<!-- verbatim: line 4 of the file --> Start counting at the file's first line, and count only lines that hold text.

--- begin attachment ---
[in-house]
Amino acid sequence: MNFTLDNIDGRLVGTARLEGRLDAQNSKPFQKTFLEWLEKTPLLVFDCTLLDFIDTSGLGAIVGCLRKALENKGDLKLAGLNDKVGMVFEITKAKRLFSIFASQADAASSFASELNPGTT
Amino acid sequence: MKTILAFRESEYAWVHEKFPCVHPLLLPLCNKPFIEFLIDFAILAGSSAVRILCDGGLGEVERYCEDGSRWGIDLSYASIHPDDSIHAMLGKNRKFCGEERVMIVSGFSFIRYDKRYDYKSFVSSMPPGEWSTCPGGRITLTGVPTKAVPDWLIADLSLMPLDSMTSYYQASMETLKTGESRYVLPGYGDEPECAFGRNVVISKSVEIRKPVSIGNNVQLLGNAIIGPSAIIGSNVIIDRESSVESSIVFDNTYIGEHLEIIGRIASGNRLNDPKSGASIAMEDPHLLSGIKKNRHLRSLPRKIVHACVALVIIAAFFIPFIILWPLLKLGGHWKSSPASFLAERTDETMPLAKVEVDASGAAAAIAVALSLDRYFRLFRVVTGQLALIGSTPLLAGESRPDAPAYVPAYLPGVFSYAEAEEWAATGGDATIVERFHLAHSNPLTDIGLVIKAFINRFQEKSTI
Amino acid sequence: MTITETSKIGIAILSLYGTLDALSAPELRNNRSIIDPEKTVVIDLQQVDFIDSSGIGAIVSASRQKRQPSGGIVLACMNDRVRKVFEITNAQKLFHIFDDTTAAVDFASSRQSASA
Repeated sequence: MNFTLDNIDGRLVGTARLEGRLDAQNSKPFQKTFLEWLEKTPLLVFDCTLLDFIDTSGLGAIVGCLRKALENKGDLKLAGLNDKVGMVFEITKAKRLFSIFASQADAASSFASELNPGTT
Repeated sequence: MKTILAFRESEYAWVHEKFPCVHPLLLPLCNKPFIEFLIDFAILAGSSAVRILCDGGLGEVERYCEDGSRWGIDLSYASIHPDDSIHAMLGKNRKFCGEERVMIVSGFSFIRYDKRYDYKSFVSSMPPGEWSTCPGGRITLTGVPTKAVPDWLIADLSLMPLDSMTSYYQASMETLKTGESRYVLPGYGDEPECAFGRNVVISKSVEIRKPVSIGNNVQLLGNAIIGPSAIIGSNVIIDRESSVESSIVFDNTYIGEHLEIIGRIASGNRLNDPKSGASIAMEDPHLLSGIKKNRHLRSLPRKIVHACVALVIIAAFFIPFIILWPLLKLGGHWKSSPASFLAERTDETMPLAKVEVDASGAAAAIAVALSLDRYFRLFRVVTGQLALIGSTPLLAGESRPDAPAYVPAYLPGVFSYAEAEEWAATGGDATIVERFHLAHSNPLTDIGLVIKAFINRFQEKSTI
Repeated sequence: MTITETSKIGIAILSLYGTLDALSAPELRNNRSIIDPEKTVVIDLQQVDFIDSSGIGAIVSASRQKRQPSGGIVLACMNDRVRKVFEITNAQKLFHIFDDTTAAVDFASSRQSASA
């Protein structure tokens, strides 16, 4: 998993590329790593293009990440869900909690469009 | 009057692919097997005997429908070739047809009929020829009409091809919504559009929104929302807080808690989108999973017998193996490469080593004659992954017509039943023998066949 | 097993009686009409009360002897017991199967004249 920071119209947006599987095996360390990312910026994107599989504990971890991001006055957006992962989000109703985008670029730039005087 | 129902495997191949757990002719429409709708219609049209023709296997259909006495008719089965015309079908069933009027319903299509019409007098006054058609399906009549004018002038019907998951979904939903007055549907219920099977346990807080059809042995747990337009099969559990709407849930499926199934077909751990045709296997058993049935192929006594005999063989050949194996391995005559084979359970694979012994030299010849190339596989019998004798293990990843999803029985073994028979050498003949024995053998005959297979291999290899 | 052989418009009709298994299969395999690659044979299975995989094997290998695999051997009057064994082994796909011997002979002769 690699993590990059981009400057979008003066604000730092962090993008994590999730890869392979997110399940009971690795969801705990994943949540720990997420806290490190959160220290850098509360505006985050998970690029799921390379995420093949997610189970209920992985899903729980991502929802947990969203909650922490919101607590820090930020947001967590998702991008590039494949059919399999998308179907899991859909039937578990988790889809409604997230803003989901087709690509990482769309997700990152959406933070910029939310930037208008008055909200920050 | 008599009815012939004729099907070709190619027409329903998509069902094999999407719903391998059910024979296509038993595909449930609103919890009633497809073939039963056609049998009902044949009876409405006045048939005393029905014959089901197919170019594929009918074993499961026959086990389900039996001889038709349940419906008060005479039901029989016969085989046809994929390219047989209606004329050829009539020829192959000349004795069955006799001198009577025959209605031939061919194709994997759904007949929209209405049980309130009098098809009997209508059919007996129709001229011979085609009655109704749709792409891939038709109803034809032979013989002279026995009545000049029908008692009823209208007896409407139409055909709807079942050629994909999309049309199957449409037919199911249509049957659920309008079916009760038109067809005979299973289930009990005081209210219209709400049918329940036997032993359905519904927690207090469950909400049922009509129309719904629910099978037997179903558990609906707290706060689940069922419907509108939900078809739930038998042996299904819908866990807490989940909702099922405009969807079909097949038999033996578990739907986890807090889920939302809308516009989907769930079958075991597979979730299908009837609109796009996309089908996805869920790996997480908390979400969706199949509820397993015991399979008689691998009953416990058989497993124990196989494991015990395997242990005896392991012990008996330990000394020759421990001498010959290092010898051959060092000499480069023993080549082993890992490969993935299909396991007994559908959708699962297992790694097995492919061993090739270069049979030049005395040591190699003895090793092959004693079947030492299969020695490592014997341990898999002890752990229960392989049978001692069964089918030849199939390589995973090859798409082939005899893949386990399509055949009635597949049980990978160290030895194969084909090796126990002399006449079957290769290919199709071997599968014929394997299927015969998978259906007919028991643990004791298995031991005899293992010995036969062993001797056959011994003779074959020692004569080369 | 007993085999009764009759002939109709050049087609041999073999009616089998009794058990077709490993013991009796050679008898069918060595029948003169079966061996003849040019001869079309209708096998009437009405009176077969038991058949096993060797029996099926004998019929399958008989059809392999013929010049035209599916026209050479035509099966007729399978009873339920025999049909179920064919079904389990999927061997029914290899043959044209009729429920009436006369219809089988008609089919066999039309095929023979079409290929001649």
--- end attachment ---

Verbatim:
Amino acid sequence: MTITETSKIGIAILSLYGTLDALSAPELRNNRSIIDPEKTVVIDLQQVDFIDSSGIGAIVSASRQKRQPSGGIVLACMNDRVRKVFEITNAQKLFHIFDDTTAAVDFASSRQSASA